I think that's been Dream Theater since after Scenes From a Memory. They started writing longer and longer songs ("you know Change of Seasons?! Well this song is twice as long woooOOoAah"), with great big long solo sections (the like of which Awake never had), more elaborate concepts, played entire cover albums like Metallica and Iron Maiden. Portnoy kind of acted like the biggest fan of his own band, and propelled this a bit. The way they played extremely obscure material in some ways is commendable (and certainly that Mike would check what they played at a town before so they got different material was great) but it all seemed a bit... self-conscious of themselves. Like a cover band. There's something to be said for "always leave 'em wanting more". When you play three hour shows and everything from all of Change of Seasons, obscure FiI b-sides and Space-Dye Vest, there's not much left to want.

I guess Portnoy had a lot of ideas, some good, some not so. But his five-year break one would have done them a world of good. Shame it was the one time John and James said no and he left.

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exsiccation
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Joined: Sat Oct 08, 2016 9:49 pm
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PostPosted: Sun Jan 13, 2019 10:55 pm 
 

idunnosomename wrote:
I think that's been Dream Theater since after Scenes From a Memory.

There was definitely a shift around then, though I think that Six Degrees and Train of Thought are still great albums. They clearly went in a more groove-oriented and instrumental direction, and while it' s pretty obvious there was some trend-seeking going on there, I don't think it led to a reduction in songwriting quality; some of those songs are among the band's best and most memorable.

Octavarium was a real decline, though. Standard verse/chorus structure for almost every song, more conventional melodies, a reduction in interesting transitions and time signatures; even the lyrics were phoned-in. That's been pretty much the story up until now, with the band reheating the same microwaved ideas over and over again.

The only thing that's genuinely surprised me has been The Astonishing, and that was only because it was such an incredibly awful, overblown piece of self-indulgent shit. I don't think I've heard a more genuinely awful, blindly self-obsessed album from such accomplished musicians.

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Dembo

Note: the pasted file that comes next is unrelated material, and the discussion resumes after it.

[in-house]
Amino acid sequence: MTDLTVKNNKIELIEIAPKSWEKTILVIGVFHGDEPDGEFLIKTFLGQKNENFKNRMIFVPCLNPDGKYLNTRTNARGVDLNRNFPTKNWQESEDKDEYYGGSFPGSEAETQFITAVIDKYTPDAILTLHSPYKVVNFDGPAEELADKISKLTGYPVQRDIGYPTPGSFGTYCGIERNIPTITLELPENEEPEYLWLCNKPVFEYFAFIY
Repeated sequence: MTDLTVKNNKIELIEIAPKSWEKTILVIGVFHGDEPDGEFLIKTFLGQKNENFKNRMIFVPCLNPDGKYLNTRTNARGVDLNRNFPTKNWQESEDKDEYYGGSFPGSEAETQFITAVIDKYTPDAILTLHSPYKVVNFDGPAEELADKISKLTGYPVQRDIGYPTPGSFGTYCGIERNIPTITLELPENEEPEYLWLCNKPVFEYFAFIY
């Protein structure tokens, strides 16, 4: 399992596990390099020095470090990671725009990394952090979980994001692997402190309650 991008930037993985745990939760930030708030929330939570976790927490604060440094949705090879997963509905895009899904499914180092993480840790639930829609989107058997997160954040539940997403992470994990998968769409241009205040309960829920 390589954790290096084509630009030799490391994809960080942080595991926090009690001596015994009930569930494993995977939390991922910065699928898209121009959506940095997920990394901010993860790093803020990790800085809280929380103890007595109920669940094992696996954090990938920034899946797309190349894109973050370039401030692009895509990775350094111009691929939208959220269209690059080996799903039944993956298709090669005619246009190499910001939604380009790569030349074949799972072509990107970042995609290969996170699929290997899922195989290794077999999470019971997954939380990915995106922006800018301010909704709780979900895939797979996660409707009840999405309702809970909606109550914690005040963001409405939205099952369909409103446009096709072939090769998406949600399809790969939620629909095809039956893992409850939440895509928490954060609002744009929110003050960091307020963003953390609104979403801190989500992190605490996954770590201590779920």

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PostPosted: Fri Jan 18, 2019 8:33 am 
 

Some talk about Falling into Light:

Youtube: show

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Dembo
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PostPosted: Sun Jan 20, 2019 5:37 am 
 

A studio walk-in interview for the album:

Youtube: show

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Twisted_Psychology
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Joined: Sat May 16, 2009 8:22 pm
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PostPosted: Fri Feb 08, 2019 10:30 am 
 

Youtube: show


I put this on in another tab and forgot it was even Dream Theater playing until LaBrie started singing.
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Zelkiiro
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PostPosted: Fri Feb 08, 2019 10:52 am 
 

Snooooooore. I mean, I'd rather have this over The Astonishing, but I'd also rather have a big fat nothing over this.
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FirebathDan
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PostPosted: Fri Feb 08, 2019 11:03 am 
 

So basically a melding of "Forsaken" with "Build Me Up, Break Me Down"? No thanks.

Zelkiiro wrote:
Snooooooore. I mean, I'd rather have this over The Astonishing, but I'd also rather have a big fat nothing over this.


Very well put.

DT has lost their way without Portnoy. Should be crystal clear at this point.
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Temple Of Blood
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PostPosted: Fri Feb 08, 2019 12:47 pm 
 

Why do we assume Portnoy can help right this ship? His projects on his own suck, and most of the albums he recorded with DT sucked.

I think only the rejoining of Kevin Moore can fix anything in this camp. So in other words, only the impossible.
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Temple Of Blood
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PostPosted: Fri Feb 08, 2019 2:11 pm 
 

idunnosomename wrote:
But his five-year break one would have done them a world of good. .